Kobe Bryant’s NBA career got off to a lackluster start 24 years ago

  • Los Angeles Lakers guard Kobe Bryant holds up his jersey during his introductory news conference on July 12, 1996. (Andrew Scholer/Los Angeles Times/TNS)

LOS ANGELES — When Kobe Bryant made his Lakers debut on Nov. 3, 1996, he was already a big deal.

Two months and 11 days after his 18th birthday, the star player from Lower Merion High near Philadelphia received two standing ovations from the crowd at the Forum before officially becoming the youngest person to ever play in the NBA.

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On that particular night, however, the future Lakers legend did not live up to the hype. He played just 6 minutes, 22 seconds and missed the only shot he took. He did pull in one rebound and had one blocked shot but also committed one foul and one turnover.

“It’s one of those things,” coach Del Harris said after the Lakers’ 91-85 win over the Minnesota Timberwolves. “He’s just as likely to have a big game next time.”

Bryant did score his first point the next time out, making one of two free throws during 3:16 of playing time two days later against the New York Knicks, but his many big games were a little further down the road. He scored a season-high 24 points against the Golden State Warriors on April 8, 1997, and had 19- and 22-point outings during the Lakers’ playoff run, which ended against the Utah Jazz in the Western Conference finals.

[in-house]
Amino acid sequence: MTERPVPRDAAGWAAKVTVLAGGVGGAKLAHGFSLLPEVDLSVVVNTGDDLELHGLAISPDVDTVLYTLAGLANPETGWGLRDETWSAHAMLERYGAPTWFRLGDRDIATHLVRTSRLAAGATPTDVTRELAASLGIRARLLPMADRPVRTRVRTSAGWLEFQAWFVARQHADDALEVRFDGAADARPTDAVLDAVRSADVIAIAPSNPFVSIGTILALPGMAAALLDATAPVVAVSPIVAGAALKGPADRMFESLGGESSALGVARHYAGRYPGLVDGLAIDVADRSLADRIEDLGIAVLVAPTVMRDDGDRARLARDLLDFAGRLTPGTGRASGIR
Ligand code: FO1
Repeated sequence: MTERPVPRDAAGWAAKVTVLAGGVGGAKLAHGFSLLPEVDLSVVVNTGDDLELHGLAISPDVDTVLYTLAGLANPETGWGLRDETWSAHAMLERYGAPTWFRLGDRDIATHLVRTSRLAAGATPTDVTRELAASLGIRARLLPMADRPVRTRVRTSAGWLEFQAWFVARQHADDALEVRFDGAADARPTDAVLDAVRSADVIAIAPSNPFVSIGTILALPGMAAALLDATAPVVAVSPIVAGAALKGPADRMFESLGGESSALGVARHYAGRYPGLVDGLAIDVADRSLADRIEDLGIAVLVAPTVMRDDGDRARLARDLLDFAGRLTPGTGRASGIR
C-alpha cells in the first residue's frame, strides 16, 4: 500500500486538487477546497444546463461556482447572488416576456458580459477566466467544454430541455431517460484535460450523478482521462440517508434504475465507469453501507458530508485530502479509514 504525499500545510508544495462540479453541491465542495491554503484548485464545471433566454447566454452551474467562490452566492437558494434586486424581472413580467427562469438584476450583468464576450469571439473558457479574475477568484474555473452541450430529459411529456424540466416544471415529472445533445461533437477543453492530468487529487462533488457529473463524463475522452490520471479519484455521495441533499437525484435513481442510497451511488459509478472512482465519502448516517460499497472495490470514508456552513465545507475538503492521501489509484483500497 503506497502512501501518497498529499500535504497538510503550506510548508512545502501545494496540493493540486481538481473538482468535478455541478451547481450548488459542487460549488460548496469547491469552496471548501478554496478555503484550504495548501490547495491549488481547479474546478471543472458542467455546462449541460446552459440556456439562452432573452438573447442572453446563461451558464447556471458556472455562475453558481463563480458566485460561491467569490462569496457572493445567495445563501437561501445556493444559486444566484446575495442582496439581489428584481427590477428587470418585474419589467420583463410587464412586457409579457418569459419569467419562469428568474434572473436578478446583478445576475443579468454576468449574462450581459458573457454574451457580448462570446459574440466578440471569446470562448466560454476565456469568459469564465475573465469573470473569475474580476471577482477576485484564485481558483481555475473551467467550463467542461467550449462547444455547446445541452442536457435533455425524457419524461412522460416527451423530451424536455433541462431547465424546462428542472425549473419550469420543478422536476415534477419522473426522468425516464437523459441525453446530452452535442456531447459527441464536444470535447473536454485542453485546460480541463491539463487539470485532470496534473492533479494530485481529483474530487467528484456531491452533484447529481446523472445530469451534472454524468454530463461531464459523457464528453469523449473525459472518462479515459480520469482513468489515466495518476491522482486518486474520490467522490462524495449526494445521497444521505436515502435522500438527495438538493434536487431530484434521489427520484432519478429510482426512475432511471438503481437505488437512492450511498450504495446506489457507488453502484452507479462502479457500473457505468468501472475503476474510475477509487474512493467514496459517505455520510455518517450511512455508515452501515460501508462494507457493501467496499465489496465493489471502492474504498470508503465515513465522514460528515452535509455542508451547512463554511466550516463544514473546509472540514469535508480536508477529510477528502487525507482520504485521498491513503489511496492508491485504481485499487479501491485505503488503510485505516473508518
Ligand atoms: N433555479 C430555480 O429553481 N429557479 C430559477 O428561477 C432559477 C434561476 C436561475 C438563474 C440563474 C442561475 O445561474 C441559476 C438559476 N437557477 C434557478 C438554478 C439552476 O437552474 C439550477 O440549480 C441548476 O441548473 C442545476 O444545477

Bryant averaged 7.6 points a game that first season but went on to become one of the greatest to play the game, scoring 33,643 career points (fourth on the all-time list) and winning five NBA championships. He died Jan. 26 in a helicopter crash that also took the lives of his daughter Gianna and seven others.

But 24 years ago Tuesday, Bryant was just a blip in the box score. Shaquille O’Neal led the Lakers with 35 points, 19 rebounds and three blocked shots to help avoid an embarrassing loss to the Timberwolves, who had won only 26 games the previous season.

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Even that night, however, teenage Kobe was already displaying a bit of what would become known as the Mamba Mentality.

“We can’t be almost losing to a team like Minnesota if we want to accomplish what we want to accomplish,” he said after the game.

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